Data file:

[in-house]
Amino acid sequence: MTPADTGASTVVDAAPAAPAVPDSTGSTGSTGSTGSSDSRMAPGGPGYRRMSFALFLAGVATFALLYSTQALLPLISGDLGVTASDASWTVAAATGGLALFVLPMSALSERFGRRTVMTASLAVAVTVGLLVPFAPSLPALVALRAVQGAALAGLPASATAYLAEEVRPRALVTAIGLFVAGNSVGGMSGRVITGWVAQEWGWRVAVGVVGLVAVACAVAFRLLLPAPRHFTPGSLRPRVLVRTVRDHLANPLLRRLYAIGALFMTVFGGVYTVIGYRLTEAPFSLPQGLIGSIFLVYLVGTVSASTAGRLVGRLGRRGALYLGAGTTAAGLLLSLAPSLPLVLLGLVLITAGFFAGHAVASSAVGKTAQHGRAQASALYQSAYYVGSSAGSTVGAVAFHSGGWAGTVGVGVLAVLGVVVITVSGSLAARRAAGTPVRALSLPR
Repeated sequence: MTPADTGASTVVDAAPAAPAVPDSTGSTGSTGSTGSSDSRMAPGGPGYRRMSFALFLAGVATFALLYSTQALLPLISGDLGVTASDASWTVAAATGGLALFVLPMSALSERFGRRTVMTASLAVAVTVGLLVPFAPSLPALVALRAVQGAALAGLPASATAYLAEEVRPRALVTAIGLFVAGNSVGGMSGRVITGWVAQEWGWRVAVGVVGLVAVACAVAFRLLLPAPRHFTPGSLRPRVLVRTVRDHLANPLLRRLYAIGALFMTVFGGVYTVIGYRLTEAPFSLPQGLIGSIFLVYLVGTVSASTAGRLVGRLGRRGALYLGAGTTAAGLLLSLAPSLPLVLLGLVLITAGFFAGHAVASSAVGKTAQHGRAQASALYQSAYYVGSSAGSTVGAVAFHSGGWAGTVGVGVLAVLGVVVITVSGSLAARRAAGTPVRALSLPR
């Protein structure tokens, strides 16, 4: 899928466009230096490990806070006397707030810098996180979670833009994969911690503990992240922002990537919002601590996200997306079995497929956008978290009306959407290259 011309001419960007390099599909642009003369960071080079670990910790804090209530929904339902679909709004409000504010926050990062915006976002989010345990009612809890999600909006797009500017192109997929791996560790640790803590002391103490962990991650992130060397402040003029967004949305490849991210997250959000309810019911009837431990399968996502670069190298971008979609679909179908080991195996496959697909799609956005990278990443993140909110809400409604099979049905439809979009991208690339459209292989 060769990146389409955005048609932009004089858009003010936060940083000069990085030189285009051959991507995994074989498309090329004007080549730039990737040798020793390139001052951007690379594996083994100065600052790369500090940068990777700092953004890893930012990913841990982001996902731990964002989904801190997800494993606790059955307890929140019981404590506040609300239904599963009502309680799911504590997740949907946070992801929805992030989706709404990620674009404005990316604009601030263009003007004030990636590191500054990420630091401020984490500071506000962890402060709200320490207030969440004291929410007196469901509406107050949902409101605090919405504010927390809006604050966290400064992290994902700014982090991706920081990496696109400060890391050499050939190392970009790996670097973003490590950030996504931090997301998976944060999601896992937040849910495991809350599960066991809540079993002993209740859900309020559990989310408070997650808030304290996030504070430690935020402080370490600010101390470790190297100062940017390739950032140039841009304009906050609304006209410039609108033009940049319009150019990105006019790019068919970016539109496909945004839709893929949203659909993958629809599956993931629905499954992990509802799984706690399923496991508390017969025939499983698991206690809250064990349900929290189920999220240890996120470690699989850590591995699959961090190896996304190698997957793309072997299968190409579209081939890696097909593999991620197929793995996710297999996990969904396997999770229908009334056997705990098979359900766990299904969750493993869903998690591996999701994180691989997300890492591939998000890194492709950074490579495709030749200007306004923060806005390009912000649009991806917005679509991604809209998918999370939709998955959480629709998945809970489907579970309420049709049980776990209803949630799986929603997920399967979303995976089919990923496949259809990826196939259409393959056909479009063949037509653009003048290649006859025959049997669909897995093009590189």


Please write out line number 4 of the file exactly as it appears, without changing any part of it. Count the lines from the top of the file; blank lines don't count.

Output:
């Protein structure tokens, strides 16, 4: 899928466009230096490990806070006397707030810098996180979670833009994969911690503990992240922002990537919002601590996200997306079995497929956008978290009306959407290259 011309001419960007390099599909642009003369960071080079670990910790804090209530929904339902679909709004409000504010926050990062915006976002989010345990009612809890999600909006797009500017192109997929791996560790640790803590002391103490962990991650992130060397402040003029967004949305490849991210997250959000309810019911009837431990399968996502670069190298971008979609679909179908080991195996496959697909799609956005990278990443993140909110809400409604099979049905439809979009991208690339459209292989 060769990146389409955005048609932009004089858009003010936060940083000069990085030189285009051959991507995994074989498309090329004007080549730039990737040798020793390139001052951007690379594996083994100065600052790369500090940068990777700092953004890893930012990913841990982001996902731990964002989904801190997800494993606790059955307890929140019981404590506040609300239904599963009502309680799911504590997740949907946070992801929805992030989706709404990620674009404005990316604009601030263009003007004030990636590191500054990420630091401020984490500071506000962890402060709200320490207030969440004291929410007196469901509406107050949902409101605090919405504010927390809006604050966290400064992290994902700014982090991706920081990496696109400060890391050499050939190392970009790996670097973003490590950030996504931090997301998976944060999601896992937040849910495991809350599960066991809540079993002993209740859900309020559990989310408070997650808030304290996030504070430690935020402080370490600010101390470790190297100062940017390739950032140039841009304009906050609304006209410039609108033009940049319009150019990105006019790019068919970016539109496909945004839709893929949203659909993958629809599956993931629905499954992990509802799984706690399923496991508390017969025939499983698991206690809250064990349900929290189920999220240890996120470690699989850590591995699959961090190896996304190698997957793309072997299968190409579209081939890696097909593999991620197929793995996710297999996990969904396997999770229908009334056997705990098979359900766990299904969750493993869903998690591996999701994180691989997300890492591939998000890194492709950074490579495709030749200007306004923060806005390009912000649009991806917005679509991604809209998918999370939709998955959480629709998945809970489907579970309420049709049980776990209803949630799986929603997920399967979303995976089919990923496949259809990826196939259409393959056909479009063949037509653009003048290649006859025959049997669909897995093009590189």